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Latest Thermophile Stories

2012-04-17 10:27:01

Many manufacturing processes rely on microorganisms to perform tricky chemical transformations or make substances from simple starting materials. The authors of a study appearing in mBio®, the online open-access journal of the American Society for Microbiology, on April 17 have found a way to control a heat-loving microbe with a temperature switch: it makes a product at low temperatures but not at high temperatures. The innovation could make it easier to use microorganisms as miniature...

Turning Up The Heat On Biomass Pretreatment Processes
2011-10-03 04:43:00

The nation's Renewable Fuels Standard calls for annual production of 36 billion gallons of biofuel by 2022. One of the biggest hurdles to achieving this goal lies in optimizing the multistep process involved in breaking down plant biomass and then converting it into fermentable sugars that can be refined into fuel for our transportation needs. To overcome this challenge, the U.S. Department of Energy supports several projects focused on identifying enzymes from fungi and microbes such as...

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2011-07-06 07:53:34

Prospecting for new and unusual cellulose-digesting enzymes for biofuels production By Robert Sanders, UC Berkeley Bioprospectors from the University of California, Berkeley, and the University of Maryland School of Medicine have found a microbe in a Nevada hot spring that happily eats plant material "“ cellulose "“ at temperatures near the boiling point of water. In fact, the microbe's cellulose-digesting enzyme, called a cellulase, is most active at a record 109 degrees Celsius...

2011-03-16 14:18:27

Enzymes are proteins that speed up chemical reactions, such as laundry detergent digesting protein stains, which are otherwise very difficult to remove. A research team led by Professor Kam-bo Wong of the Centre for Protein Science and Crystallography, School of Life Sciences at The Chinese University of Hong Kong demonstrated a fundamental principle in changing the activity of enzymes by means of protein engineering. The findings provide potential insights into the future design of...

2010-08-26 12:55:45

Rice study measures physical effects of evolution at molecular scale A unique experiment at Rice University that forces bacteria into a head-to-head competition for evolutionary dominance has yielded new insights about the way Darwinian selection plays out at the molecular level. An exacting new analysis of the experiment has revealed precisely how specific genetic mutations impart a physical edge in the competition for survival. The new research, which could lead to more effective strategies...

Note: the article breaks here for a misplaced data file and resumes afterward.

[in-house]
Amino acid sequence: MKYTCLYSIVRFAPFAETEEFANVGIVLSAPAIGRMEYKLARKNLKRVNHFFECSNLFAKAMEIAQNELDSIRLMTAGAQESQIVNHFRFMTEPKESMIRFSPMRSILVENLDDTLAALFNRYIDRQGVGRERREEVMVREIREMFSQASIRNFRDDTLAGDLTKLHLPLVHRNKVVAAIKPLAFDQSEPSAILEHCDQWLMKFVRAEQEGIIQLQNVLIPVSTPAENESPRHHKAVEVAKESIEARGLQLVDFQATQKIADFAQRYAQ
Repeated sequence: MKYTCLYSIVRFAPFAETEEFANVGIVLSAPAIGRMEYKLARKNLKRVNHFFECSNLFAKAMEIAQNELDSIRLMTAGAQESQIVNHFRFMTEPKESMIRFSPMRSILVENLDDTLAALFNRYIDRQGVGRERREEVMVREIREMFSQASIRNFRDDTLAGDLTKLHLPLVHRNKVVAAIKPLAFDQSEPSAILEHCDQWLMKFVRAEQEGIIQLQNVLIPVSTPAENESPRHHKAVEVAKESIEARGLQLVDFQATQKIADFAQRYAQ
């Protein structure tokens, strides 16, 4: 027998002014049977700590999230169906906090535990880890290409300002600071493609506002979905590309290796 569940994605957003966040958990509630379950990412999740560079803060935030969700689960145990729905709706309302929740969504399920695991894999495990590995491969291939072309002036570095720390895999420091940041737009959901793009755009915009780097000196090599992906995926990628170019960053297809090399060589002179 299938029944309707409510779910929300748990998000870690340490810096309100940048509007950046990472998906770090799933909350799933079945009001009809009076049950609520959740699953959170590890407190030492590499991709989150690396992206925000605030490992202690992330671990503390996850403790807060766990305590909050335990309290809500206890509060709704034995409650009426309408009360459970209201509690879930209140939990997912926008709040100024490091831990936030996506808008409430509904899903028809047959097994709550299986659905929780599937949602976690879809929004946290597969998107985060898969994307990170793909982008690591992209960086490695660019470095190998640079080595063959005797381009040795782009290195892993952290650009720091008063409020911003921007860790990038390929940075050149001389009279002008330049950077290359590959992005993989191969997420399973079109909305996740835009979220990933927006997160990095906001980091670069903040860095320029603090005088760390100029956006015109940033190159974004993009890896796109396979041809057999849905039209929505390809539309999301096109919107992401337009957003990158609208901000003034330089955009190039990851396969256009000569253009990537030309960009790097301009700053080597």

2009-09-18 07:24:37

Results point to potential use of microbes in offshore oil and gas exploration A team of scientists led by U of C grad Casey Hubert has detected high numbers of heat loving, or thermophilic, bacteria in subzero sediments in the Arctic Ocean off the Norwegian island of Spitsbergen. The bacterial spores might provide a unique opportunity to trace seepages of fluids from hot sub-seafloor habitats, possibly pointing towards undiscovered offshore petroleum reservoirs. These thermophiles exist in...

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2007-01-21 09:47:36

Scientists have identified tiny nanoorganisms, which are virtually impossible to see beneath the microscope, in a Californian mine. The discovery may have important implications in the search for life on other planets. For 11 years, Jill Banfield at the University of California, Berkeley, has collected and studied the microbes that slime the floors of mines and convert iron to acid, a common source of stream pollution around the world. Imagine her surprise, then, when research scientist Brett...

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2006-12-23 12:07:30

For 11 years, Jill Banfield at the University of California, Berkeley, has collected and studied the microbes that slime the floors of mines and convert iron to acid, a common source of stream pollution around the world. Imagine her surprise, then, when research scientist Brett Baker discovered three new microbes living amidst the bacteria she thought she knew well. All three were so small - the size of large viruses - as to be virtually invisible under a microscope, and belonged to a totally...


Word of the Day
cacodemon
  • An evil spirit; a devil.
  • A nightmare.
  • In astrology, the twelfth house of a scheme or figure of the heavens: so called from its signifying dreadful things, such as secret enemies, great losses, imprisonment, etc.
'Cacodemon' comes from a Greek term meaning 'evil genius.'
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